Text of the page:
Assume both atheism and moral realism are true. Can a religious text, such as the Bible, still be a reliable moral guide? Or do the religious aspects invalidate the entire text?
To put this another way, can fiction offer moral knowledge?
At face value, assuming moral realism, there's no reason any text whatsoever couldn't contain valid moral knowledge. Just start with valid moral knowledge, and add whatever you want to it. There are many atheists who do take the Bible in this manner --as some valid moral principles surrounded by a lot of (what they consider) nonsense. However, it's clear that your question is oriented towards principles that originate in the Bible (or in the religious communities that produced the Bible), not ones that it merely collects from external sources.
There is a wealth of what we might call "secularizable" moral values in the Bible. For instance, Jesus preaches at length about our responsibilities towards the poor and oppressed. Many secular humanists, such as Kurt Vonnegut, have espoused moral systems that are (fairly openly) secularized versions of Christian morality. With all that said, many of the moral precepts in the Bible are directly about the relationship with God. For those to be valid, God must be real. Conversely, a number of other Biblical moral precepts --including some of the ones the humanists most admire --are derived from the relationship with God. If those precepts are valid, it at least suggests the realness of the source. One of Jesus' own principles is to judge the tree by the fruit. If the fruit is a moral system, and we judge it good, then shouldn't we give the tree (Christianity) the benefit of the doubt?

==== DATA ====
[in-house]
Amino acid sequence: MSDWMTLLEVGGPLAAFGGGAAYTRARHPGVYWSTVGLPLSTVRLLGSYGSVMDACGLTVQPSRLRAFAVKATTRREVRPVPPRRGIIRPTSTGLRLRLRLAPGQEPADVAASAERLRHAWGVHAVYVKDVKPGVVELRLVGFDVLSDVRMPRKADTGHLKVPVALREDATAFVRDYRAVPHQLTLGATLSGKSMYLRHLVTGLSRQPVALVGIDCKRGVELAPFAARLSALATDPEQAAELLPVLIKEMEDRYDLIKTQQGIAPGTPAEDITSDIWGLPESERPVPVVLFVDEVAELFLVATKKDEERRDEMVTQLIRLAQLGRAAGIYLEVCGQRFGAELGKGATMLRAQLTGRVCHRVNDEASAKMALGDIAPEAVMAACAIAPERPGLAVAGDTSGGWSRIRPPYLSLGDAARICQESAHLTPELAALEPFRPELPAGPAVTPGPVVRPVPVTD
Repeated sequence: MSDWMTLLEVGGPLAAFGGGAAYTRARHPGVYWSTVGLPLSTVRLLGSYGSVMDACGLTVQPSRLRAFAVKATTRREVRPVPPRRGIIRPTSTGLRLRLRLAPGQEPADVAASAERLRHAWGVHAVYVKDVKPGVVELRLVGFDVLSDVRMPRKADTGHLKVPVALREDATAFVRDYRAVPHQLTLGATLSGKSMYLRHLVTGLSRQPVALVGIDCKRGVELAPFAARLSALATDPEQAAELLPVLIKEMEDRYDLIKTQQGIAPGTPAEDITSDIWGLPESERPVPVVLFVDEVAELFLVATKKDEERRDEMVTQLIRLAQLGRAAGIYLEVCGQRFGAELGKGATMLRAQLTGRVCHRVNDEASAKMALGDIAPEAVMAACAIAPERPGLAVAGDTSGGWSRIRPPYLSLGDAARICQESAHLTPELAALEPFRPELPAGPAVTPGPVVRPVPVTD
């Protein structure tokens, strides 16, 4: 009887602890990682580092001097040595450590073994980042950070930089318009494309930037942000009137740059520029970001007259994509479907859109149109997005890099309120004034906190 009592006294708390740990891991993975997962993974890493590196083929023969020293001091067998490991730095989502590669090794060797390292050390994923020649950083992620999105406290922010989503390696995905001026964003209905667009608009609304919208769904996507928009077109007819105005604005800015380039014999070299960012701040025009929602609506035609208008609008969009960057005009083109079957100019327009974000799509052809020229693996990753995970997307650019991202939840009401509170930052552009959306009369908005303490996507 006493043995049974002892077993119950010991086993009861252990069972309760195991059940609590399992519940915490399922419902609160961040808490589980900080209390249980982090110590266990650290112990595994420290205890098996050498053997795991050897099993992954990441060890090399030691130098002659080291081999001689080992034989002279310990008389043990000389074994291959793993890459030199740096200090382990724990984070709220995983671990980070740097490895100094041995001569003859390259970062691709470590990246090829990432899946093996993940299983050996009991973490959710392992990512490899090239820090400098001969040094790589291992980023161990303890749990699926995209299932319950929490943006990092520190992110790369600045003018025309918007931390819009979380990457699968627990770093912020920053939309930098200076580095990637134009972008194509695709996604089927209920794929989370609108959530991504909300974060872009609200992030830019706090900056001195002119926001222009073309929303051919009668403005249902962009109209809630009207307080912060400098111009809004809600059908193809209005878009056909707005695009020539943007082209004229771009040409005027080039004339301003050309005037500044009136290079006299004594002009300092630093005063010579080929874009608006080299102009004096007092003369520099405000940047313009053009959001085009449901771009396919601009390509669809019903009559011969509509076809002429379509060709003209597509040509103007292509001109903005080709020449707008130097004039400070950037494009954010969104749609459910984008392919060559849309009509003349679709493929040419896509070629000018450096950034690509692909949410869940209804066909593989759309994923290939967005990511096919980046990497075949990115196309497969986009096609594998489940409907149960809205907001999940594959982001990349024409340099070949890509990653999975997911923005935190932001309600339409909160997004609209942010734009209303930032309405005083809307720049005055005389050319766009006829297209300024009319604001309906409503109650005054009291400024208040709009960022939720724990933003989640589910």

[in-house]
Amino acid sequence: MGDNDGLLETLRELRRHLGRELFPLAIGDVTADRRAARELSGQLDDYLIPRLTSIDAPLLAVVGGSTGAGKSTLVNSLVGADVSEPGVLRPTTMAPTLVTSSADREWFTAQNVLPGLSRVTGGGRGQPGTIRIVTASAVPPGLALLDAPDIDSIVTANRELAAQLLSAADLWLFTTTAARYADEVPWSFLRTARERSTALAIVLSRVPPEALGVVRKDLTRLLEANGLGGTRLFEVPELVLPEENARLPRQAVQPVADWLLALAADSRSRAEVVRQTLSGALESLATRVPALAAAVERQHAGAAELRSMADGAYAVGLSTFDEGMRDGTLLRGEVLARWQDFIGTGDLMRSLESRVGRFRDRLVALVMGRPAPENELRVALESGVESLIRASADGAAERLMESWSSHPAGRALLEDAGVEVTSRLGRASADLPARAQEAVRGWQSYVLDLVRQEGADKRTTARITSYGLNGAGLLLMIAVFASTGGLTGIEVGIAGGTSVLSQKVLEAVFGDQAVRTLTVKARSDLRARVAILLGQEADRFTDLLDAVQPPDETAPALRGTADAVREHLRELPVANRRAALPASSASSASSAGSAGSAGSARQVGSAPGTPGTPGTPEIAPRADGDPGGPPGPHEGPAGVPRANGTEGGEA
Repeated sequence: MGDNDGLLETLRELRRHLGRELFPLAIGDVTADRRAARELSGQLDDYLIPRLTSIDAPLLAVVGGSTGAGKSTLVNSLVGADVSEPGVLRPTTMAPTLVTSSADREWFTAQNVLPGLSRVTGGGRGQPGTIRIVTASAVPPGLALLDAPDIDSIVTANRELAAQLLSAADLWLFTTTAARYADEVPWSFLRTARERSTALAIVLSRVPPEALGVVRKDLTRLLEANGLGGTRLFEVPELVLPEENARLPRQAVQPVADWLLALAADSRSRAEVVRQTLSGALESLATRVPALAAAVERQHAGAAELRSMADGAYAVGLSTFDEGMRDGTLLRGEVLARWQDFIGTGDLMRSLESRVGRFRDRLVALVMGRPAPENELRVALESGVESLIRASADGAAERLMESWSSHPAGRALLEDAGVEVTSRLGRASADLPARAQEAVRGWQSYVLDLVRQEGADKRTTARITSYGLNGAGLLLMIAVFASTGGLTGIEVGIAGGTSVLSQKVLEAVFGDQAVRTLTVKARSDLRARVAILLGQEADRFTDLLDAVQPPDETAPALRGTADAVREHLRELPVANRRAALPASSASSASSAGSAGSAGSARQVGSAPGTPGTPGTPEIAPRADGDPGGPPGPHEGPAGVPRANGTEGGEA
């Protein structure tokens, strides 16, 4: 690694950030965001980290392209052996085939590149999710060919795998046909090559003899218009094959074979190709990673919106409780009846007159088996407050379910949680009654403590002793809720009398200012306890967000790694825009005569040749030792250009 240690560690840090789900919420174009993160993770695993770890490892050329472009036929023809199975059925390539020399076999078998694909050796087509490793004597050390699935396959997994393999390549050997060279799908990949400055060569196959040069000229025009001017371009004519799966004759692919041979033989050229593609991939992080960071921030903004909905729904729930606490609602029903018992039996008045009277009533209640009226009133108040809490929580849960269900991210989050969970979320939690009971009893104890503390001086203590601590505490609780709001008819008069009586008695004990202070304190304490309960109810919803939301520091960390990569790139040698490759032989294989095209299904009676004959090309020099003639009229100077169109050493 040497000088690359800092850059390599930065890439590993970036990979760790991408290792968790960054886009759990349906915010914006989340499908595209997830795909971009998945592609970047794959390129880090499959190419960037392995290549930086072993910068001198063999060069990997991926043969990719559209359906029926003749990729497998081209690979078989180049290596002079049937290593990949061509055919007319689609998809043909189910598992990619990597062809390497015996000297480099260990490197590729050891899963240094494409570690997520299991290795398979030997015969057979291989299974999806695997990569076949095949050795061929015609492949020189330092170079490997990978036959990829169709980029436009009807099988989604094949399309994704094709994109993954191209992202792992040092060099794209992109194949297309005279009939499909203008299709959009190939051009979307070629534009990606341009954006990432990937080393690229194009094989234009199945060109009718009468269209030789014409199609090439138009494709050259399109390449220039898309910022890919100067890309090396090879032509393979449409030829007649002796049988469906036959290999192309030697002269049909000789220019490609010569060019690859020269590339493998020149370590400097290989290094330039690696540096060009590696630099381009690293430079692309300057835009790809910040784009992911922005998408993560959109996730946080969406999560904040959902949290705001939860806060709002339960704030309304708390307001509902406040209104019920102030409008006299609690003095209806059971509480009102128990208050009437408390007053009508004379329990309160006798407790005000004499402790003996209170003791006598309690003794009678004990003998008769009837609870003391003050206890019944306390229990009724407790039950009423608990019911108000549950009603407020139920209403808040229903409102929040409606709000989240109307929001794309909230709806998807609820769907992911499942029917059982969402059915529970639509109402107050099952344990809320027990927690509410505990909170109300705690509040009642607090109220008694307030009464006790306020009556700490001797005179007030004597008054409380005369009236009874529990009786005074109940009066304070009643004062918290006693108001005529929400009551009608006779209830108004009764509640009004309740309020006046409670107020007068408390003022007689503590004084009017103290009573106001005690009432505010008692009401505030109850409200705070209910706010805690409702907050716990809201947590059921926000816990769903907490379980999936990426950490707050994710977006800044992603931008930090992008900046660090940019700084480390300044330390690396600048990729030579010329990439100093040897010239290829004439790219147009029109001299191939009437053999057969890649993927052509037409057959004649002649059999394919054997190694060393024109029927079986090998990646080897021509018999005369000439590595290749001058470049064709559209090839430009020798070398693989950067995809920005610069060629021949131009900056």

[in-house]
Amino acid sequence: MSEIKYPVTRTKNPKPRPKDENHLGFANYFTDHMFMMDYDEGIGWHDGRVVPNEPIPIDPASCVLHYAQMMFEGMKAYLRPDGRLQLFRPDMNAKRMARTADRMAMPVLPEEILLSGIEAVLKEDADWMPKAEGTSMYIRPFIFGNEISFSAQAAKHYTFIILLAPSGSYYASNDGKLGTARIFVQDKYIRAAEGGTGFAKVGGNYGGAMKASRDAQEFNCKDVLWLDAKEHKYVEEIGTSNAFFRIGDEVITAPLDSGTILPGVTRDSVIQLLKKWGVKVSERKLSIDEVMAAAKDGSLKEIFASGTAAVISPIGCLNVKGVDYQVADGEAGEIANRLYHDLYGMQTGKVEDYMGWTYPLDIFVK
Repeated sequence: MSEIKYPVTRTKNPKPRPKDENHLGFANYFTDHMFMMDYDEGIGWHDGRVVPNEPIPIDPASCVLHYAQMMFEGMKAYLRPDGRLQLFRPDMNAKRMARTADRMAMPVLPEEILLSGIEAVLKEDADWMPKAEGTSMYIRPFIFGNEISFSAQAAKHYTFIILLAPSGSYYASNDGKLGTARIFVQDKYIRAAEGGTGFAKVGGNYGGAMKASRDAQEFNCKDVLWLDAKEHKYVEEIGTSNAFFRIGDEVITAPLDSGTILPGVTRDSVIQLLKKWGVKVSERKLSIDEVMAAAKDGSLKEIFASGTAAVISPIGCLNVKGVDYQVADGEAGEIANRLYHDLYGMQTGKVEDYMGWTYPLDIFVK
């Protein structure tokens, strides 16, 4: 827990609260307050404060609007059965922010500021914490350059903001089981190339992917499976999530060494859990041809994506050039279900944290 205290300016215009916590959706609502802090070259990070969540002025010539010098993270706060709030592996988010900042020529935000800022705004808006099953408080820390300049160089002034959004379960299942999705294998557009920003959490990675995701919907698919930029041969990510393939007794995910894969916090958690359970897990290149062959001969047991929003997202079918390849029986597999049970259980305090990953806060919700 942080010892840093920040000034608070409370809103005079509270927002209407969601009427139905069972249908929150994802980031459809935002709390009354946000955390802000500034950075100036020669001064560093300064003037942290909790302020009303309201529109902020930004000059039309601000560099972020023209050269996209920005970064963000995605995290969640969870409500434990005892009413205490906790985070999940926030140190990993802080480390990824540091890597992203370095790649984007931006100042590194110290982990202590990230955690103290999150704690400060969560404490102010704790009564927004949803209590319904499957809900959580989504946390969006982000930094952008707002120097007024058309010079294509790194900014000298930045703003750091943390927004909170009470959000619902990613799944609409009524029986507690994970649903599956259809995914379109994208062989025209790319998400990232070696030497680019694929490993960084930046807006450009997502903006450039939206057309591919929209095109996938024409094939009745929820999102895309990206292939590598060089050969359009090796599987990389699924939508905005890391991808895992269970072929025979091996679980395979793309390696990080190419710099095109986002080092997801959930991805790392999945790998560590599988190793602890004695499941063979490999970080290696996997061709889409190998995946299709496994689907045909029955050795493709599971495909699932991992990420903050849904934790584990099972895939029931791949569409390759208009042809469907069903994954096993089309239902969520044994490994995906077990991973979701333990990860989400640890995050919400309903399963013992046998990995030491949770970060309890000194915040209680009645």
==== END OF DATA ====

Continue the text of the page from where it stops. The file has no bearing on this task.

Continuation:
Your final question is whether fiction can convey moral knowledge: Arguably this is true of much of good fiction. It dramatizes either good or bad moral choices, and we, the audience, learn from the experiences of the characters. The parables of Jesus can be viewed in this light, but they are almost exclusively oriented around the relationship with God. If we choose to view the stories of the Old Testament prophets in the same light, we see the same thing. (As far as stories from what are usually classified as the "historical" books of the Bible, it is often more than difficult to derive any moral lessons from them at all.)
It is difficult to understand how we can still speak about Biblical revelation if we assume that atheism is true. ;-)
If you believe that Erich von Däniken is right and all the gods were just aliens which made contact with humanity... sure, in that case, a wise extraterrestrial could have revealed itself to the ancient Israelites (and they got a little bit confused). That could be a justification to take the biblical commandments seriously even if atheism is true.
But such "revelation" would still be just an appeal to authority.
If we don't make such fringe assumptions and atheism is true, then much of the Bible would be a very, very questionable authority.
To follow the Ten Commandments "just because" would be far less justifiable than arguing "Aristotle said that this is morally wrong, so it is morally wrong." – at least Aristotle didn't fraudulently claim / suffered from the illusion that his moral judgements came directly from God himself.
On the other hand, I don't know any meta-philosophical view that a fictional context would be a decisive refutation of any philosophical argument. No argument for Externism is disproved just by the fact that Externism is a fictional philosophical theory nobody took ever seriously.
But is there moral-philosophical argumentation in the Bible?
Ecclesiastes is a "self contained" very philosophical book of the Bible, which still makes sense if atheism is true. But it doesn't contain much moral philosophy.
One could also say that sometimes Jesus tried to sketch a philosophical justification for his moral guidelines, though most of it just doesn't make sense in a non-theistic context.